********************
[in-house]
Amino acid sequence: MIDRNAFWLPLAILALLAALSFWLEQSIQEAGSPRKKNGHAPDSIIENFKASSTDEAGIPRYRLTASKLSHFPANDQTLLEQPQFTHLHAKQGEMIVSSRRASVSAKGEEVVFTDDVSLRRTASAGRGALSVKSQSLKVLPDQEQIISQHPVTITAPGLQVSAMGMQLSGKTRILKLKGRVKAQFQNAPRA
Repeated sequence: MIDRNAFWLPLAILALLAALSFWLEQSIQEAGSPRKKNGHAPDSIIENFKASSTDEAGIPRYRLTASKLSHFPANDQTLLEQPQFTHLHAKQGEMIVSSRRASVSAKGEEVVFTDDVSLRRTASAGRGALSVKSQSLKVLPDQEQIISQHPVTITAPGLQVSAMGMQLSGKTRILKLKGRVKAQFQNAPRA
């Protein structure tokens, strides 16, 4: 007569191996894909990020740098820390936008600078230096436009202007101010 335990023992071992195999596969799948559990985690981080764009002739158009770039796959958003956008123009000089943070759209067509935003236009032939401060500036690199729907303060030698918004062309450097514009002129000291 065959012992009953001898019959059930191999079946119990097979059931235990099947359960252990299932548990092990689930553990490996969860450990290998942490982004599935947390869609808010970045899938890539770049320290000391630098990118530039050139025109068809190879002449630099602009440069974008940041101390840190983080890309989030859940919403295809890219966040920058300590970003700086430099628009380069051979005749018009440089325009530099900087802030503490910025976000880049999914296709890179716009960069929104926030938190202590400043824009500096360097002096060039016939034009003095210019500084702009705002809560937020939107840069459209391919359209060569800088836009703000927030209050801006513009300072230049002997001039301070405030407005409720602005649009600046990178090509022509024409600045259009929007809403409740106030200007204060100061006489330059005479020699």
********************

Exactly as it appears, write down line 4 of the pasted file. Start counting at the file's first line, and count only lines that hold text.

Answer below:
């Protein structure tokens, strides 16, 4: 007569191996894909990020740098820390936008600078230096436009202007101010 335990023992071992195999596969799948559990985690981080764009002739158009770039796959958003956008123009000089943070759209067509935003236009032939401060500036690199729907303060030698918004062309450097514009002129000291 065959012992009953001898019959059930191999079946119990097979059931235990099947359960252990299932548990092990689930553990490996969860450990290998942490982004599935947390869609808010970045899938890539770049320290000391630098990118530039050139025109068809190879002449630099602009440069974008940041101390840190983080890309989030859940919403295809890219966040920058300590970003700086430099628009380069051979005749018009440089325009530099900087802030503490910025976000880049999914296709890179716009960069929104926030938190202590400043824009500096360097002096060039016939034009003095210019500084702009705002809560937020939107840069459209391919359209060569800088836009703000927030209050801006513009300072230049002997001039301070405030407005409720602005649009600046990178090509022509024409600045259009929007809403409740106030200007204060100061006489330059005479020699």